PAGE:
“Why we refuse to forgive”

“Overcoming resentment”

“Dealing with emotional vampires”

You can post your comment on this newsletter below.

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I wish you the best and remind you “Believe in yourself -You deserve the best!”

Patrick Wanis Ph.D.
Celebrity Life Coach, Human Behavior & Relationship Expert & SRTT Therapist
www.patrickwanis.com

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7 replies
  1. Avatar
    Lee says:

    Hi Patrick

    First of all, what a great blog and thank you for all your wisdom.

    I have a situation with my sister who I’ve had problems with over the years. Recently she said she was having problems with her husband and wanted to come and stay with me and bringing her 2 cats.

    I live in a flat that is very small and I work from home on a phone line as a counsellor. I explained this to her but she reacted really out of proportion when I said no. My fear was that she was about to leave her husband and stay here for an unlimited time as she said 2 weeks or more.. I rent the flat from them but felt that I should say no as I would not be able to work with her in the flat. Also knowing her as I do, I knew she would want a lot of attention whilst here. She denied it even though she is currently having CBT and has been diagnosed as having borderline personality disorder.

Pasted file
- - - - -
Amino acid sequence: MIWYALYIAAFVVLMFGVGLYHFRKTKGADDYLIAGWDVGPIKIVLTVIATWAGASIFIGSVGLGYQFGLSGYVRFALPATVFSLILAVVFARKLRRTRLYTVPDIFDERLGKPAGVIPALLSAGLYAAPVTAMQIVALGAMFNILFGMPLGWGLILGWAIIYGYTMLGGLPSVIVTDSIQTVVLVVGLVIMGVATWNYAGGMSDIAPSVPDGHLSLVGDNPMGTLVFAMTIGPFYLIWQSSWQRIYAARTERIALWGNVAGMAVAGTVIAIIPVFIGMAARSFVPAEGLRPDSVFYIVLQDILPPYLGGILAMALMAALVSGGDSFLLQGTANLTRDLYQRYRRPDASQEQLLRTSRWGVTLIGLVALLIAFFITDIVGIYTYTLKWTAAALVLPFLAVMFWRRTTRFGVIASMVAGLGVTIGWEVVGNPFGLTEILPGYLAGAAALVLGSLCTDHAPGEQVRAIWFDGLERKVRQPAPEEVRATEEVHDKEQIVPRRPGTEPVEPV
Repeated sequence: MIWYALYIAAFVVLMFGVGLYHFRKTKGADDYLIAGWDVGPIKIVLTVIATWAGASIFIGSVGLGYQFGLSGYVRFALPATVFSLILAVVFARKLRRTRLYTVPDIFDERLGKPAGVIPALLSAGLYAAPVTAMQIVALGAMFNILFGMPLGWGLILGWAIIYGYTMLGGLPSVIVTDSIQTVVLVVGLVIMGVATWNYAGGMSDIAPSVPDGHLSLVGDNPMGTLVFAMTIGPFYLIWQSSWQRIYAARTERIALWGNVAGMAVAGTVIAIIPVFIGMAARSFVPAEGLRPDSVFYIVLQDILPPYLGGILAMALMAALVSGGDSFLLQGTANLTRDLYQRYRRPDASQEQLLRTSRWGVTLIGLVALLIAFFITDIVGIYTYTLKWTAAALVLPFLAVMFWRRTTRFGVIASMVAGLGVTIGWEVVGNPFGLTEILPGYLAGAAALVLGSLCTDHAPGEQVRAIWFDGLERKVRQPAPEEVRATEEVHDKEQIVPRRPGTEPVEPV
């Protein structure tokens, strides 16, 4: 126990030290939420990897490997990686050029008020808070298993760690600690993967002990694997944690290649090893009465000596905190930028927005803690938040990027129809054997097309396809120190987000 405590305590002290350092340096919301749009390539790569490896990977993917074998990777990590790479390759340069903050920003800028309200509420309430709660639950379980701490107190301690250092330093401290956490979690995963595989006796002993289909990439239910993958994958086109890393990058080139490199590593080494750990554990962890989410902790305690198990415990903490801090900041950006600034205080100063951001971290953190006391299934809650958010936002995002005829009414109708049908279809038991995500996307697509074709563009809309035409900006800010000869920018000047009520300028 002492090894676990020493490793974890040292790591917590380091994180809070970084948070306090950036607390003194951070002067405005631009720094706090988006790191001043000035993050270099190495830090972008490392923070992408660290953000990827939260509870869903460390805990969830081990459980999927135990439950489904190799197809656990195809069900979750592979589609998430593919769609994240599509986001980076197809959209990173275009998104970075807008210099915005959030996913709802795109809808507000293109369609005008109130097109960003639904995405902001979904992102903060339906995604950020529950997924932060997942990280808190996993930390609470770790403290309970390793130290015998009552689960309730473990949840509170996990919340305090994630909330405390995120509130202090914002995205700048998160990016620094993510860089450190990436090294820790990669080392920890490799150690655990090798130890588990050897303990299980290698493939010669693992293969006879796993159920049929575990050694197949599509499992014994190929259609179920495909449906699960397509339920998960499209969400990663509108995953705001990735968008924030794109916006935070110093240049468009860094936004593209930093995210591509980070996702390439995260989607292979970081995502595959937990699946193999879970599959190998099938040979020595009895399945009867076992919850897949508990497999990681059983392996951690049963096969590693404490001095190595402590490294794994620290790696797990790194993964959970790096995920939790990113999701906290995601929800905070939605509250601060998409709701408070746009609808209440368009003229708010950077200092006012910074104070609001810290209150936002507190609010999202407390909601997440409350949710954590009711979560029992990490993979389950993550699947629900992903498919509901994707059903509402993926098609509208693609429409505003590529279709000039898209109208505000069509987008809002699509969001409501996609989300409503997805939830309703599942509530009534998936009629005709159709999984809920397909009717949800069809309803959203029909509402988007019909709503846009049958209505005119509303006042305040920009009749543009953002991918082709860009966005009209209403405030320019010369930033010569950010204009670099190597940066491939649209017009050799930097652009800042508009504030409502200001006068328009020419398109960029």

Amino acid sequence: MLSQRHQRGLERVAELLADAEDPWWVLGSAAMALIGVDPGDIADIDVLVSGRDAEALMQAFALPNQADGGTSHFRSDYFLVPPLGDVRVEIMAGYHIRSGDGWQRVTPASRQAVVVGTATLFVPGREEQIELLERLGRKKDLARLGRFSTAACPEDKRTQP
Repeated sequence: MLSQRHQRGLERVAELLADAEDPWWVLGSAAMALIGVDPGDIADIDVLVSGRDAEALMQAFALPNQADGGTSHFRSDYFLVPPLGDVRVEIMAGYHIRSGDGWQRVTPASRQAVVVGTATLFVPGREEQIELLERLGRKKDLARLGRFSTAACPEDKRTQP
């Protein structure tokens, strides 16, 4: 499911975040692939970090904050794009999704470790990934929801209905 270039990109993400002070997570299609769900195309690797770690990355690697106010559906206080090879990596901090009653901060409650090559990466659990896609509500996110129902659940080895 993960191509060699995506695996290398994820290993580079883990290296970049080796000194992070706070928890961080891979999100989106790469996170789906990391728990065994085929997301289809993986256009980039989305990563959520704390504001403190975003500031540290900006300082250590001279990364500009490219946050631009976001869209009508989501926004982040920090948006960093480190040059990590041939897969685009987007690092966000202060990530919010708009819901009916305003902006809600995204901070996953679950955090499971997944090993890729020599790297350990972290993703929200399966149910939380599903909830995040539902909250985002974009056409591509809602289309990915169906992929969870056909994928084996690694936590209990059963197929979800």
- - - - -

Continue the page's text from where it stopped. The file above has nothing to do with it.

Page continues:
Anyway because of the huge fuss she made I said she could come but then she did not want to and accused me of all sorts of things from the past and said we have to accept we just don’t get on.

    That was back in April. Since then things go quiet for a couple of weeks and then she sends me an email.. the latest one today accusing me of speaking to her husband’s family about this current situation and that she believes I am lying if I deny this. I have told her it is not true and I am not lying and I rang to speak to her but she did not answer the phone so I left a message saying that I wasn’t in touch with his family and have not spoken to them and that I wish the best for her and send her lots of love.

    I am so tired of her dramas that escalate about once a year and the same old patterns. She will probably come around in a couple of months and want to be friends again. I do not feel right now that I want to be her friend.

    Anyway that’s my story. I have forgiven her over and over and this pattern always keeps repeating. I feel maybe it would be best if I just move out and find a new home and break off contact with her altogether.

    All the best
    Lee

  2. Avatar
    Maria says: